By Miami New Times Staff
By Hans Morgenstern
By Stephanie Zacharek
By Anna Dimond
By Nick Schager
By Inkoo Kang
By Stephanie Zacharek
By Amanda Lewis
Perhaps the greatest disappointment about Air Force One is how reined-in Oldman is. Since he's a Russian terrorist, one might reasonably expect him to be over-the-top-of-the-top, but his ham quotient is alarmingly low. Apparently we're meant to regard Korshunov as a Worthy Adversary to the President. We're even supposed to feel this lunatic's pain when he bemoans the loss of his beloved Mother Russia to "gangsters and prostitutes."
But it's not necessary for us to feel Korshunov's pain. We want the kick of his dementia, his sleaze. When he tells Marshall's daughter that her father is just as much a murderer as he is, he's not nearly as entertaining as when he asks the vice president -- Glenn Close at her most imperially ponderous -- if her blouse is wet. One way or another, a good movie villain should always make the heroine moist.
The implication in Air Force One is that terrorism is a foreign-born virus. If you want to get deep about it, you could even argue that the film alleviates our helplessness in the face of the Timothy McVeighs and the Ted Kaczynskis by refashioning them as funny-accented Reds. But even if Air Force One were better, I don't think it could escape a basic problem: Like it or not, we can't go back to the old true-blue movie days when America stood tall against the commies. It's too antique, too camp. And when filmmakers try to straight-facedly assume that posture, they just seem foolish. (Mess that it was, at least The Saint had the sense to play its neo-commie stuff for black comedy).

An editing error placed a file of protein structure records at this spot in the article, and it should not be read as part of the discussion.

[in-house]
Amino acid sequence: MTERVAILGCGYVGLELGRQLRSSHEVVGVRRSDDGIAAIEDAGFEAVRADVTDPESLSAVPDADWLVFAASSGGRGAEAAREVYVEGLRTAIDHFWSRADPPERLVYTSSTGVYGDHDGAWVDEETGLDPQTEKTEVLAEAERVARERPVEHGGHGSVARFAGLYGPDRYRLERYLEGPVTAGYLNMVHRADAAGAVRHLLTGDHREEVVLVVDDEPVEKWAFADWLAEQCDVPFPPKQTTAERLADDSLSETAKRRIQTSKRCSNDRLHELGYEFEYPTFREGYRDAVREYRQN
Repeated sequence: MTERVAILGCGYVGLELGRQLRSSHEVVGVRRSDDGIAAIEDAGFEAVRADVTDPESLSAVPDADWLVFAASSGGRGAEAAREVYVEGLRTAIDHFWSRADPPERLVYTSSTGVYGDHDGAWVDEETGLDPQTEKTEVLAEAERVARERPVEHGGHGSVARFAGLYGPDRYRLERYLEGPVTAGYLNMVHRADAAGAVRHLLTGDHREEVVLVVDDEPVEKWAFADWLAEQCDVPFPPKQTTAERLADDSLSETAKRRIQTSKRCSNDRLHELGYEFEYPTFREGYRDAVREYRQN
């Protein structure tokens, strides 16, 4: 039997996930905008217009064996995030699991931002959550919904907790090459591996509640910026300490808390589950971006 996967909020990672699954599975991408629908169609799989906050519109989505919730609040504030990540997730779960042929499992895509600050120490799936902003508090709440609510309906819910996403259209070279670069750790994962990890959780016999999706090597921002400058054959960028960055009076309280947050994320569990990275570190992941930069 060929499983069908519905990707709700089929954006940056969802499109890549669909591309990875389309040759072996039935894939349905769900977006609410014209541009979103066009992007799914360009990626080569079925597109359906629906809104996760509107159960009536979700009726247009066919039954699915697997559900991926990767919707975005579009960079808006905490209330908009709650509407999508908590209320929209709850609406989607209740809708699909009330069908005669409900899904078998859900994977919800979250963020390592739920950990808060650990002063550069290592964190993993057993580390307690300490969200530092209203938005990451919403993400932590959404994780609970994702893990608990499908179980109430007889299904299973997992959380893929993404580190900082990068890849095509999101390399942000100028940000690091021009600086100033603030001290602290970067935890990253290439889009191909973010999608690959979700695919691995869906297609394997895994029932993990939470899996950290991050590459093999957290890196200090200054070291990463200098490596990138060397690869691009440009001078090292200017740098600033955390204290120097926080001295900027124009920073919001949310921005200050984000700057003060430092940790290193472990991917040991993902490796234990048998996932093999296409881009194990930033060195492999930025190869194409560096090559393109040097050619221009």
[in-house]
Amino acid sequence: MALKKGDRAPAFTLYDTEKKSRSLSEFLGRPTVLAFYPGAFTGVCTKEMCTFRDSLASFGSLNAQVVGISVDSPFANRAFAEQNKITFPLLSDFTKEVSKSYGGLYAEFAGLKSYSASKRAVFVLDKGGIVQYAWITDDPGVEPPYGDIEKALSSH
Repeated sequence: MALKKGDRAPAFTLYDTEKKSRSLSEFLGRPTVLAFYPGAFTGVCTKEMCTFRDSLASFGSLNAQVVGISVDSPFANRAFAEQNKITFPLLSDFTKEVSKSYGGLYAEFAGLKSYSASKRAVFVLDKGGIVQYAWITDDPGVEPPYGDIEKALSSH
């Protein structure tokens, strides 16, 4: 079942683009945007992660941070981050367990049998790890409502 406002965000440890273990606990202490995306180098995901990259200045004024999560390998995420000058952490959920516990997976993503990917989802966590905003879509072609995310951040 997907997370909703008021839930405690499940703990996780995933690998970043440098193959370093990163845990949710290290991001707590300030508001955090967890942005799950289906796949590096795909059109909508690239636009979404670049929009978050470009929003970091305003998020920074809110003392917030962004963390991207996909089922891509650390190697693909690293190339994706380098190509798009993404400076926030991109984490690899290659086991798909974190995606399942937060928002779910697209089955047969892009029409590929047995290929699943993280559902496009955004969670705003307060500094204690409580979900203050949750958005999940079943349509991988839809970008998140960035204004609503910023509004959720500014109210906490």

The end of the Cold War has had a chilling effect on Hollywood. With the Russkies out of the way, the studios have been flailing about trying to come up with a reasonable facsimile. But the PC police are everywhere: The Arabs didn't work out; neither did the Chinese. Space aliens are back in a big way, but they're otherworldly. So it's back to the commies -- and the return engagement is kind of embarrassing. Is Hollywood so lacking in ideas that it can't even come up with new people to hate?
Air Force One.
Written by Andrew W. Marlowe; directed by Wolfgang Petersen; with Harrison Ford, Gary Oldman, Dean Stockwell, Glenn Close, Liesel Matthews, Wendy Crewson, Elya Baskin, William H. Macy, and Jurgen Prochnow.
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